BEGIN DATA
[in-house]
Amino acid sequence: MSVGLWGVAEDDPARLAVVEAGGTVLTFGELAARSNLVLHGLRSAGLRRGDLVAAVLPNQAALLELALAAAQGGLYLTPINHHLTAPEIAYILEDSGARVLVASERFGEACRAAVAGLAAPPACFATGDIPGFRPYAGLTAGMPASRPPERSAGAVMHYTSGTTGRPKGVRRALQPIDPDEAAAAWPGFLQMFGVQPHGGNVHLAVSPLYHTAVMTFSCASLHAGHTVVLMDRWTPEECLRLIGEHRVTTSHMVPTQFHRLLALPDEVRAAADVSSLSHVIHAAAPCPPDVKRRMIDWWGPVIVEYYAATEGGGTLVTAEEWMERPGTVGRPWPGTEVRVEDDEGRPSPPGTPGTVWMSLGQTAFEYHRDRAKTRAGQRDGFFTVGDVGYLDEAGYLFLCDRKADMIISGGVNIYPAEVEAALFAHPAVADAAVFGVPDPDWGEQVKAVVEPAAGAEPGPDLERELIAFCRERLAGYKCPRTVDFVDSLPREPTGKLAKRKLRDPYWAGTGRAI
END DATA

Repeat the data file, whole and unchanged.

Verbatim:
[in-house]
Amino acid sequence: MSVGLWGVAEDDPARLAVVEAGGTVLTFGELAARSNLVLHGLRSAGLRRGDLVAAVLPNQAALLELALAAAQGGLYLTPINHHLTAPEIAYILEDSGARVLVASERFGEACRAAVAGLAAPPACFATGDIPGFRPYAGLTAGMPASRPPERSAGAVMHYTSGTTGRPKGVRRALQPIDPDEAAAAWPGFLQMFGVQPHGGNVHLAVSPLYHTAVMTFSCASLHAGHTVVLMDRWTPEECLRLIGEHRVTTSHMVPTQFHRLLALPDEVRAAADVSSLSHVIHAAAPCPPDVKRRMIDWWGPVIVEYYAATEGGGTLVTAEEWMERPGTVGRPWPGTEVRVEDDEGRPSPPGTPGTVWMSLGQTAFEYHRDRAKTRAGQRDGFFTVGDVGYLDEAGYLFLCDRKADMIISGGVNIYPAEVEAALFAHPAVADAAVFGVPDPDWGEQVKAVVEPAAGAEPGPDLERELIAFCRERLAGYKCPRTVDFVDSLPREPTGKLAKRKLRDPYWAGTGRAI